The quality of the meals was very, very good. My parents, who don't enjoy much beyond Asian food, enjoyed all their meals onboard. Breakfast and lunch are served buffet style, and each day they would have a special you could order from the waitstaff. It wasn't a large buffet, as the ship itself isn't large, but there was plenty of variety for everyone. There was always an egg/omelet station in the middle for breakfast. They also had assorted breads with a toaster, spreads, pastries, charcuterie for the sophisticated continentals among us, smoked salmon, bacon, sausages, scrambled and hard boiled eggs, and fruit.
Lunch buffet varied, but there was always a choice of meats, fish, salad, roasted/sautéed veggies, and plenty of breads and meat and cheeses for sandwiches. You could also order soups or sandwiches as available from the waitstaff.
While there was no gorging until I hated myself (my basic state on a cruise), I never went hungry. I had purchased some snacks for my room from the market before boarding the ship because I was afraid I'd be hungry without being surrounded by food 24 hours a day, but I didn't need to raid my stash. (I did, but just because I like snacks, not because I was hungry).
I can't say much about this because I almost didn't partake of any of this. I'm in my thirties. Most of the passengers are in their sixties and seventies. And man, they could party! While I'm tired at the end of the night and almost falling asleep during dinner, I could hear them dancing and singing and playing games in the lounge.
I'm a weird awkward introvert, so the extent of my socializing with people I don't know is generally limited to smiles and nods, but everyone genuinely seemed to have a lot of fun. Because there's only one lounge, everyone gathered there for drinks and games. My cabin on the 3rd floor (room 304) was close to reception, so I could hear them at night. I went to my cabin and didn't venture out after dinner. I opted to catch up on TV shows and movies I missed and read books and sleep. But if you're a social person there are things to keep you entertained.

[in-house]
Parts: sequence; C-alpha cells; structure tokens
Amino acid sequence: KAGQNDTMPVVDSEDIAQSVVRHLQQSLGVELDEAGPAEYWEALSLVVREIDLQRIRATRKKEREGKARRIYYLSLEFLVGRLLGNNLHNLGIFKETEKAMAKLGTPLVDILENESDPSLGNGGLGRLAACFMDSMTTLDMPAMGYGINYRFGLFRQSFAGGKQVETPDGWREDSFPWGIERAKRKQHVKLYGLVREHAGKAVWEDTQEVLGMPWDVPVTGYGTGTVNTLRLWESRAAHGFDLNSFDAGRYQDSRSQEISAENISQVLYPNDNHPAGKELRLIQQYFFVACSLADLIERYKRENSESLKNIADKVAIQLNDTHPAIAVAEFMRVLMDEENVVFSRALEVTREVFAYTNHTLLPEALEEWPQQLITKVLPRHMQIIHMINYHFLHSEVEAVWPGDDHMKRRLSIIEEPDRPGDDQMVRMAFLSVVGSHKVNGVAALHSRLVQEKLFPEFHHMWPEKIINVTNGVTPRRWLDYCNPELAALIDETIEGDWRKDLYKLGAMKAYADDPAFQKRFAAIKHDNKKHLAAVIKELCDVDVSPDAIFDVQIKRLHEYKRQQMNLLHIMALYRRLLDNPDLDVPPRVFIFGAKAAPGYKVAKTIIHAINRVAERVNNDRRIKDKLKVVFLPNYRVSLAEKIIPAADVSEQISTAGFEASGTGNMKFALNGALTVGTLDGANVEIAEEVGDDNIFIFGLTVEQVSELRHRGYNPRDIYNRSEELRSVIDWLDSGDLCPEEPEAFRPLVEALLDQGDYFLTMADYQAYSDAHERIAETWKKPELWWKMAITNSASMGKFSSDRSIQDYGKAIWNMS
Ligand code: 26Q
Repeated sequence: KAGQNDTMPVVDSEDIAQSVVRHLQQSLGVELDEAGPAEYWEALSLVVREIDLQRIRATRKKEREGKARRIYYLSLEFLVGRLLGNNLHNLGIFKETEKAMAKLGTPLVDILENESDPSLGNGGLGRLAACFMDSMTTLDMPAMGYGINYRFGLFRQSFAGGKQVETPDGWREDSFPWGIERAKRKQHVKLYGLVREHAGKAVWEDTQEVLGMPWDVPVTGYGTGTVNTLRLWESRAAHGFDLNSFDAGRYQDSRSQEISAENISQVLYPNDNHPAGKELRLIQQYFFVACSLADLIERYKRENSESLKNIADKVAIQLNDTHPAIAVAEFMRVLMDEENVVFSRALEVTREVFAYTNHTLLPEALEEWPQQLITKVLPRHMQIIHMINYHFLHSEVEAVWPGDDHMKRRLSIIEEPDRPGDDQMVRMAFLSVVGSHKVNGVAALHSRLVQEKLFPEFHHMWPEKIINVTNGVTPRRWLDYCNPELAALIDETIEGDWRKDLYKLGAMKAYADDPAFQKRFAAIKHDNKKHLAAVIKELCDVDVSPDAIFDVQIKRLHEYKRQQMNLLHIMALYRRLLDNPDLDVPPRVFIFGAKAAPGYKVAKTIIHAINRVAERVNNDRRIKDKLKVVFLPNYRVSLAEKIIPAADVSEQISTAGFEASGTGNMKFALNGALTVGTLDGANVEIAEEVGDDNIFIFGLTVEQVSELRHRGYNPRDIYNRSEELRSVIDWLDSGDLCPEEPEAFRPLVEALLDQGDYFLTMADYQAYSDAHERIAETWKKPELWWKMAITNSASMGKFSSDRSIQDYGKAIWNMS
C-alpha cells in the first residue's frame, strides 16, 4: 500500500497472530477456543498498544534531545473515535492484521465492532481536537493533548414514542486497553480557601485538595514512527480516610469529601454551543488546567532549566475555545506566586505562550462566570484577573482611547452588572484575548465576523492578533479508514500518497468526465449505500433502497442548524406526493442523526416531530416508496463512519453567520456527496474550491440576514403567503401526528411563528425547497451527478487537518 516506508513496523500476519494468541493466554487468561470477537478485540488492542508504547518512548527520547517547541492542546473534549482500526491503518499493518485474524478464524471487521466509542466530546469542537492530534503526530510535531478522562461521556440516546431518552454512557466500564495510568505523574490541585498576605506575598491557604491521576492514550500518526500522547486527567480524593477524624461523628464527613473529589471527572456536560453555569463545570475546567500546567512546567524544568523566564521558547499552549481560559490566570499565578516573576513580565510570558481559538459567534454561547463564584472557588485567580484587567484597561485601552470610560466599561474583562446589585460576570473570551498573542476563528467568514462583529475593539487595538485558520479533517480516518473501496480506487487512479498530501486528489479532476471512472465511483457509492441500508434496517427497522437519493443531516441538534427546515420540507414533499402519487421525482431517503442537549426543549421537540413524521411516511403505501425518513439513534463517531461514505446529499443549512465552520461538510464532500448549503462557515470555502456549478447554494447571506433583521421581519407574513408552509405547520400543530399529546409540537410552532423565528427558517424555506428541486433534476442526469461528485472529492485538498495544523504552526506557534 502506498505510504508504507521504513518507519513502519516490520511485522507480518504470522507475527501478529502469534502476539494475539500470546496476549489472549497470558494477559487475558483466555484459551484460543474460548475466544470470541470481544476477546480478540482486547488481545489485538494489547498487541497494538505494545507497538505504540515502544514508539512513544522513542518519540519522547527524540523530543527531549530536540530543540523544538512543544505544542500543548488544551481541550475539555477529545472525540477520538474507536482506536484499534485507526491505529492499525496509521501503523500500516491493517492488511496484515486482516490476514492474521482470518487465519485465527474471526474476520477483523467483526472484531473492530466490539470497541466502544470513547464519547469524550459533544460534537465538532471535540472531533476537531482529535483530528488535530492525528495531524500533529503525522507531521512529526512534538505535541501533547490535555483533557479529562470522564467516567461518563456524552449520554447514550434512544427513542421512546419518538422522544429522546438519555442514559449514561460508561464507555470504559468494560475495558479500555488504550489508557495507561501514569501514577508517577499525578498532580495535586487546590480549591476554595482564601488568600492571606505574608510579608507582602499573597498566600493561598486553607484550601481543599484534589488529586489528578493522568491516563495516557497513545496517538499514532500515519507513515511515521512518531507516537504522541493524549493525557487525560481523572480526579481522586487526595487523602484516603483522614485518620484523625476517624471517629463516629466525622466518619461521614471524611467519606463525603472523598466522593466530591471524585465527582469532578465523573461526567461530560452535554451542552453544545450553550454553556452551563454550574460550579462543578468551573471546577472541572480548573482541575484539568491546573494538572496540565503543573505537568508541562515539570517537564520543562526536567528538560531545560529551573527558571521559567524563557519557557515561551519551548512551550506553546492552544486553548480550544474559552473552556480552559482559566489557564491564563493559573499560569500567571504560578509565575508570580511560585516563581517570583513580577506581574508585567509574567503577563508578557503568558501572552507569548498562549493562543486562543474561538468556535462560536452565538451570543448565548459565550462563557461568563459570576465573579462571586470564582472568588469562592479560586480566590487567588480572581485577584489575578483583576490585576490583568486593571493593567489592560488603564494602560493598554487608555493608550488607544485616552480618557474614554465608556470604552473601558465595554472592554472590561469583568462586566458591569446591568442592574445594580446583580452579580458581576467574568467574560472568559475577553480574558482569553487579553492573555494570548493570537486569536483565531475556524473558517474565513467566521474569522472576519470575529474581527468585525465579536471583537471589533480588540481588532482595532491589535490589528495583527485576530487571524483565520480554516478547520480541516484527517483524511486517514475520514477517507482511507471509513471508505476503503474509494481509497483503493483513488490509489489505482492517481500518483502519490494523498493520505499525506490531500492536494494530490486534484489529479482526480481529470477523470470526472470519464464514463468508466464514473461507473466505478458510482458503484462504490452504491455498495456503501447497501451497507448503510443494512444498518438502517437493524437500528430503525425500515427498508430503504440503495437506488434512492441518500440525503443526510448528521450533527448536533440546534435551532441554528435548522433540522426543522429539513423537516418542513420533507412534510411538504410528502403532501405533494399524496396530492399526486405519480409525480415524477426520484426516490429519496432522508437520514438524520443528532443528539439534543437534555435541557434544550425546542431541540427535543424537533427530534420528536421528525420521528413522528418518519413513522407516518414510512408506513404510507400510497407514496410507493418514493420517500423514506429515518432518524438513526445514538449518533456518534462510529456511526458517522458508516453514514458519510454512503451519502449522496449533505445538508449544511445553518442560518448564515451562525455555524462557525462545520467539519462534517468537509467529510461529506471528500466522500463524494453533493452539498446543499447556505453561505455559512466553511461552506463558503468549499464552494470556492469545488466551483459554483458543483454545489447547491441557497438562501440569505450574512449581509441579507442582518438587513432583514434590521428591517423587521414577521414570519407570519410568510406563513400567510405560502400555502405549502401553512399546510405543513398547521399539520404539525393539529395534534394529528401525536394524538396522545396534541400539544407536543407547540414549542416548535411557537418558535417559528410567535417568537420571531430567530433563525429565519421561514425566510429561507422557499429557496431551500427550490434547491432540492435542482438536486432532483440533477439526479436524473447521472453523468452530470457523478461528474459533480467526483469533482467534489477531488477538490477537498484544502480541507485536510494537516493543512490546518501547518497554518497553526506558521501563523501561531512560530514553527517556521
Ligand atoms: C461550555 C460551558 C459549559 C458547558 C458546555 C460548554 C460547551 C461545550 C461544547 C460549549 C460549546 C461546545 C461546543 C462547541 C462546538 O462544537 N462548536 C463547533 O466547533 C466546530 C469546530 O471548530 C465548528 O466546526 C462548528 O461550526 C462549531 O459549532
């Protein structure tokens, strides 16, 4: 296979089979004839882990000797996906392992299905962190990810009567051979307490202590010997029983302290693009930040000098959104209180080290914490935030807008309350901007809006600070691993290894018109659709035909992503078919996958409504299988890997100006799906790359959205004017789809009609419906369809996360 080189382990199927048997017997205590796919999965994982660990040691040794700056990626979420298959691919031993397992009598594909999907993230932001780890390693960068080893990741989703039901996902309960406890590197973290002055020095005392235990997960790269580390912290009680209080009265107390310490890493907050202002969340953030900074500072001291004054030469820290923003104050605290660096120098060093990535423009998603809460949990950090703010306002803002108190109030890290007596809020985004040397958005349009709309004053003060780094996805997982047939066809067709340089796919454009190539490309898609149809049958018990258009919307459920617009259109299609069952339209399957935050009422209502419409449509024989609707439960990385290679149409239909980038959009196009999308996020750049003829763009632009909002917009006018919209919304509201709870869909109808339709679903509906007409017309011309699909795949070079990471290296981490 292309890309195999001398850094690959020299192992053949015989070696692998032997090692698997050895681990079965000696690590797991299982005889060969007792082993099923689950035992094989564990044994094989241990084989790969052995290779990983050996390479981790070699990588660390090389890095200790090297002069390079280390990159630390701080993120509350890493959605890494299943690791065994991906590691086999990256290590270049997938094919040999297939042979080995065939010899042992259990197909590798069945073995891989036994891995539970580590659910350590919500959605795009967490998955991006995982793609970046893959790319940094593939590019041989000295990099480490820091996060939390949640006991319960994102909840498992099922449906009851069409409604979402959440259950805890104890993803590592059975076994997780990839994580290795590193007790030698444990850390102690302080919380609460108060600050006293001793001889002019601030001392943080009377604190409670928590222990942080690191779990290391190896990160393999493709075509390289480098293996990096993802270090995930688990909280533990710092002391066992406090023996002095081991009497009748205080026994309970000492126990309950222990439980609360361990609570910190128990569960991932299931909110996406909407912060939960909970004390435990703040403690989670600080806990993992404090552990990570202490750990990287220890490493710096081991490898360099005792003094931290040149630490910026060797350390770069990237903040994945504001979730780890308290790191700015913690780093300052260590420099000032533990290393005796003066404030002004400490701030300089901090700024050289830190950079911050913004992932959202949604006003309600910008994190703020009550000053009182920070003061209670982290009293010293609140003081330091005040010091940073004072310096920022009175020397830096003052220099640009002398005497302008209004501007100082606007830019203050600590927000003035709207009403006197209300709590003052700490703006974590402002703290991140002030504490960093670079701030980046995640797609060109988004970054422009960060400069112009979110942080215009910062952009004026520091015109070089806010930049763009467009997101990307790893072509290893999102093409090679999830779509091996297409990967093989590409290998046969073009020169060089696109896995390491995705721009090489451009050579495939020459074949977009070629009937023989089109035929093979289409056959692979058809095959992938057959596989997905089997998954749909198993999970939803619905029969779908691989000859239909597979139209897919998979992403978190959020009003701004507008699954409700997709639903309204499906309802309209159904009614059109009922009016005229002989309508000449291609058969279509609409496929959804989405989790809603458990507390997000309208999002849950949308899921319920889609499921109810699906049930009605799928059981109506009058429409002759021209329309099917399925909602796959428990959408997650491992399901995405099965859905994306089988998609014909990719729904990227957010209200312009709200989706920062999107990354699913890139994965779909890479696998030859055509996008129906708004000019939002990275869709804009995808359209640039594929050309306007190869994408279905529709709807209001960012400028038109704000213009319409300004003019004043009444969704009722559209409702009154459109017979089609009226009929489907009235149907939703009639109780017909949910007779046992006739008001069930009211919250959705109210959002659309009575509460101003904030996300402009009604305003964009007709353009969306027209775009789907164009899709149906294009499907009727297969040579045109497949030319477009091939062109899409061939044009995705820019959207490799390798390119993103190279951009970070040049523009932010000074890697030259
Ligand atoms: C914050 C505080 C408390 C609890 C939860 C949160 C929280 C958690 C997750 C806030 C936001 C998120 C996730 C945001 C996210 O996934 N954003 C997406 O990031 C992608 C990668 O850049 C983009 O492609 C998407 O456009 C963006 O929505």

There's a reception on the night we board the ship where they pass out mimosas, champagne and hors d'oeuvres where the captain, hotel manager, and cruise director spoke at length. Every day 15 minutes before dinner we'd gather in the lounge for port talk, where the cruise director would give us a rundown of the next day's schedule and an introduction of what we're going to see. Then everyone would troop downstairs to dinner.
They had a piano/keyboard player named Attila. He's...not to my taste. And I listen to just about every genre of music. But his music...it sounded like the background tracks to karaoke songs from the 80's and 90's. The ones on laser discs. It wasn't inspiring, but the rest of the passengers had fun and danced to it, so it's probably just me.
Gate 1 has a city tour available for every city, and some optional tours you could add on. These are all big bus tours. I don't like big bus tours because the group moves as fast as the slowest person. And people who go on the cruises I do are generally not in their 20's. Case in point: we had someone in a wheelchair on this trip - and that made some of the walking tours difficult because Europe is paved in uneven cobblestones - and her party had a hard time maneuvering her around a lot of the times. Which meant the whole group of 30 was slowed down significantly. It's not her fault, and the guides were super nice and accommodating - but as I'm a fast walker and impatient by nature, big bus tours are just not something I go for. But that's all Gate 1 does - and river cruises, unlike ocean cruises - are not conducive to private touring at all.